Nevada Current: Lee, Horsford, business leaders stress importance of testing to reopening businesses
The representatives joined leadership from Urban, Latin and Asian chambers of commerce Monday through Facebook live to discuss issues faced by small businesses during the shutdown and to emphasize the steps needed to be taken prior to them reopening.
“We are determined to fight to open up our economy in a science-based, safe manner,” Lee said. “That means we need to focus on testing and making sure that testing becomes more and more widespread. We’re nowhere close. We are one-fifth of where we need to be in terms of providing testing.”
Horsford added no one wants business to be closed, but it is a necessity to prevent the further spread of the virus and to continue to promote social distancing.
“It’s either six feet apart or six feet underground, those are our options right now,” Horsford said.
It’s been more than a month since Gov. Steve Sisolak declared a state of emergency in Nevada and called for the closure of non-essential businesses to stop the spread of the virus.
Despite the rising rates of confirmed cases of COVID-19, the growing number of deaths and the fact there is still no vaccine available, there have been calls across the state as well as the country for the return to business as usual.
Peter Guzman, the president of the Latin Chamber of Commerce, said while members of the chamber are fearful that prolonged closure will kill their businesses, the governor’s decision is saving lives.
“If we (open the economy) prematurely, if we don’t do it with medical science, then we could be in a worse situation,” Guzman said. “Remember this, America can bring back economies. We cannot bring back bodies. That’s something we have to live by now.”
Even when states lift orders for some businesses to resume, experts have indicated that there is no going back to “normal.”
“This is going to be a long process,” Lee said. “I would love to say we’re going to turn a switch in two weeks and things are going to be over. It’s not. It’s a whack-a-mole process. We’re going to start to open up the economy, you’re probably going to see some additional outbreak and then you’re going to see an additional clamp down. We need to continue to fight and make sure we get every resource into getting the proper testing.”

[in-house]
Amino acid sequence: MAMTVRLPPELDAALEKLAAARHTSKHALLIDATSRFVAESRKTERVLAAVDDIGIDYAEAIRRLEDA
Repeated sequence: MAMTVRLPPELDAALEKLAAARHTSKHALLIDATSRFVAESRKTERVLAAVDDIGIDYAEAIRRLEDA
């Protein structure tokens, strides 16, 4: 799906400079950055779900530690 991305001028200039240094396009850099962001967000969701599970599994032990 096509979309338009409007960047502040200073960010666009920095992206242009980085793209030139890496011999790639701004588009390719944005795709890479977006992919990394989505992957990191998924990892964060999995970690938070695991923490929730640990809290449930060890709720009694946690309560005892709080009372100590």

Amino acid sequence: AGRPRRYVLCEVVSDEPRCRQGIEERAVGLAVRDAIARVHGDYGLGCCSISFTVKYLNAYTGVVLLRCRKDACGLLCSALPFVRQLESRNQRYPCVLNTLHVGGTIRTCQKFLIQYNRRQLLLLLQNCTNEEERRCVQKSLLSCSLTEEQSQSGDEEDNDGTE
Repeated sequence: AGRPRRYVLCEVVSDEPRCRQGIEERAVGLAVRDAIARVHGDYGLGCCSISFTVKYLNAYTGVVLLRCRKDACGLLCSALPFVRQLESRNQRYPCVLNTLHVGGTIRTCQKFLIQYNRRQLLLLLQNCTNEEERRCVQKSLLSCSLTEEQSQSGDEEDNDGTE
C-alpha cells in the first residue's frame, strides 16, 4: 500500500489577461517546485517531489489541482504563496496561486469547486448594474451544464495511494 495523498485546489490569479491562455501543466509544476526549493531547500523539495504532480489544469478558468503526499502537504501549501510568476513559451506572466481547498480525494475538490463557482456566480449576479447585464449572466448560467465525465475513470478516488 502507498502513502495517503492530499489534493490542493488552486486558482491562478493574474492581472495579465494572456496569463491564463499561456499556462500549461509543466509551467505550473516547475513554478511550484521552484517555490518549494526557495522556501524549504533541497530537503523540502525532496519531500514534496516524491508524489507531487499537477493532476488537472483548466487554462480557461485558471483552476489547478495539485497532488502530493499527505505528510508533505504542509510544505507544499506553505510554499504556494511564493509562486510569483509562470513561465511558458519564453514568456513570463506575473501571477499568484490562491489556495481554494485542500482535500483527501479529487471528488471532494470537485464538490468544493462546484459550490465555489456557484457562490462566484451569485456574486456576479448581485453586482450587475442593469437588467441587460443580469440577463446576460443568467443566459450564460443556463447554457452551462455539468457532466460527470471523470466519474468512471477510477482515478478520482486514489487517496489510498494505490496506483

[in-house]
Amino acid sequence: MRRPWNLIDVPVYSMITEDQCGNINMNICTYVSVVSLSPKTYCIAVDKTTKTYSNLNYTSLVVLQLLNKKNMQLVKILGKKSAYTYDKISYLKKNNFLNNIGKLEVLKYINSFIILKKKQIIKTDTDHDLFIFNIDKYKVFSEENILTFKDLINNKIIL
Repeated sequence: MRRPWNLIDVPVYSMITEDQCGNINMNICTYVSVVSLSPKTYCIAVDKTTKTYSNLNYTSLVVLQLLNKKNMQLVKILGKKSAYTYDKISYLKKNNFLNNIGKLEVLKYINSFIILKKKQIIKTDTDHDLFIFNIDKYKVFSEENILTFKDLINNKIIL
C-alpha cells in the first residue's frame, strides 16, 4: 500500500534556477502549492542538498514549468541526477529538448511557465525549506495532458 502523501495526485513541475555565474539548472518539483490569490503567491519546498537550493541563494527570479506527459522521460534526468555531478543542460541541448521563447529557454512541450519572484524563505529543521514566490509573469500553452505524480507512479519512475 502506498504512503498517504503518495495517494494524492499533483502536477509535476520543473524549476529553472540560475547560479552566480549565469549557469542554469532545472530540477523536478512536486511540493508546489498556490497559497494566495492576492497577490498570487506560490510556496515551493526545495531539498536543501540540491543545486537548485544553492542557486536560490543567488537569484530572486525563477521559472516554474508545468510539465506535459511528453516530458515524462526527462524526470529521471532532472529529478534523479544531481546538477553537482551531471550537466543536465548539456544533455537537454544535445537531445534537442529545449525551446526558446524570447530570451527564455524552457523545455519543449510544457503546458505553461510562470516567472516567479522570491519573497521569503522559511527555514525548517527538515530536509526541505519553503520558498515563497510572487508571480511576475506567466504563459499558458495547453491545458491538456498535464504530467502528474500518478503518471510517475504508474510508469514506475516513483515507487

Had the federal government made testing a priority and the president accepted testing recommendations made by the World Health Organization, Lee argued there might not have been the shutdown to the extent we’ve seen.
“Had we had adequate testing from the beginning, we would have been able to do the type of tracking necessary,” she added. “That’s water under the bridge. We have to move forward and that’s why we are asking for more money for testing.”
This week Congress is expected to discuss legislation that would include allocating $25 billion to ramp up testing efforts.
Horsford said any efforts to increase testing also needs to take into consideration barriers people face.
“We have to have mobile testing to go and reach people where they are,” he said. “You can’t just expect people to come out of their homes and to come to a provider. Many people may not have a provider.”
He also underscored the importance of higher testing in communities of color saying “African American, Latino, Asian American and Native American communities are disproportionately impacted.”
“When you’re 12 or 15 percent of the population but 40, 50 or 60 percent of the deaths, you’ve got a bigger problem,” he said. “We have to make sure whatever testing we’re doing is targeted to those communities that are most at risk.”
In March, Congress passed the $2 trillion CARES Act, a stimulus package that included $360 billion for small business loans. Funding for the program’s Paycheck Protection Program was quickly depleted.
“There are seven states that have 3 million people and Nevada ranks last in terms of access to these (PPE) loans,” Lee said. “As of last week, we had 8,600 businesses obtain loans totaling $2 billion. Compare that to Iowa, who has a similar population. They received 29,400 loans totaling $4.3 billion.”
The latest legislation being proposed also includes an additional $350 billion in funding for small business loans.